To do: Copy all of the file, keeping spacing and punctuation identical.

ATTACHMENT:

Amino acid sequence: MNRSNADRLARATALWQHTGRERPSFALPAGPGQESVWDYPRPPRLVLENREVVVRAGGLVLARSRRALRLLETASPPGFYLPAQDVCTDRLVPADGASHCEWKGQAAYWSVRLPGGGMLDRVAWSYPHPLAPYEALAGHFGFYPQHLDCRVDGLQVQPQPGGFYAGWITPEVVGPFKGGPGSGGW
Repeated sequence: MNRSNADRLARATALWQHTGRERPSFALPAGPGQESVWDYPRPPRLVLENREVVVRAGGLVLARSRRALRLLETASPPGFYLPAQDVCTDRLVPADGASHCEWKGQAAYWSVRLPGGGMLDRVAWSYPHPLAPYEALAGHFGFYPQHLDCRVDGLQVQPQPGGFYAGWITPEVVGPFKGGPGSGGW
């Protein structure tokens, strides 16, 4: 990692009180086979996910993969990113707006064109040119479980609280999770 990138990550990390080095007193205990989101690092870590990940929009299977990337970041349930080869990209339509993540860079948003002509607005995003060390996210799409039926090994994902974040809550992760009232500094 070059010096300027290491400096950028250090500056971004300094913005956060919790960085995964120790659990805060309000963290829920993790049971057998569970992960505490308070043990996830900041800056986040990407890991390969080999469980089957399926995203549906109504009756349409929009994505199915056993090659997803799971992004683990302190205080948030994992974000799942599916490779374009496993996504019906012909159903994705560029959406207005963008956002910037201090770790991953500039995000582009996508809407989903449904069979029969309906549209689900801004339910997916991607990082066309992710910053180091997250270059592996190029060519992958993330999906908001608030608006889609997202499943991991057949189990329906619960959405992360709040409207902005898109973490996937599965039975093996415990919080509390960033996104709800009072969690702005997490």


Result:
Amino acid sequence: MNRSNADRLARATALWQHTGRERPSFALPAGPGQESVWDYPRPPRLVLENREVVVRAGGLVLARSRRALRLLETASPPGFYLPAQDVCTDRLVPADGASHCEWKGQAAYWSVRLPGGGMLDRVAWSYPHPLAPYEALAGHFGFYPQHLDCRVDGLQVQPQPGGFYAGWITPEVVGPFKGGPGSGGW
Repeated sequence: MNRSNADRLARATALWQHTGRERPSFALPAGPGQESVWDYPRPPRLVLENREVVVRAGGLVLARSRRALRLLETASPPGFYLPAQDVCTDRLVPADGASHCEWKGQAAYWSVRLPGGGMLDRVAWSYPHPLAPYEALAGHFGFYPQHLDCRVDGLQVQPQPGGFYAGWITPEVVGPFKGGPGSGGW
């Protein structure tokens, strides 16, 4: 990692009180086979996910993969990113707006064109040119479980609280999770 990138990550990390080095007193205990989101690092870590990940929009299977990337970041349930080869990209339509993540860079948003002509607005995003060390996210799409039926090994994902974040809550992760009232500094 070059010096300027290491400096950028250090500056971004300094913005956060919790960085995964120790659990805060309000963290829920993790049971057998569970992960505490308070043990996830900041800056986040990407890991390969080999469980089957399926995203549906109504009756349409929009994505199915056993090659997803799971992004683990302190205080948030994992974000799942599916490779374009496993996504019906012909159903994705560029959406207005963008956002910037201090770790991953500039995000582009996508809407989903449904069979029969309906549209689900801004339910997916991607990082066309992710910053180091997250270059592996190029060519992958993330999906908001608030608006889609997202499943991991057949189990329906619960959405992360709040409207902005898109973490996937599965039975093996415990919080509390960033996104709800009072969690702005997490």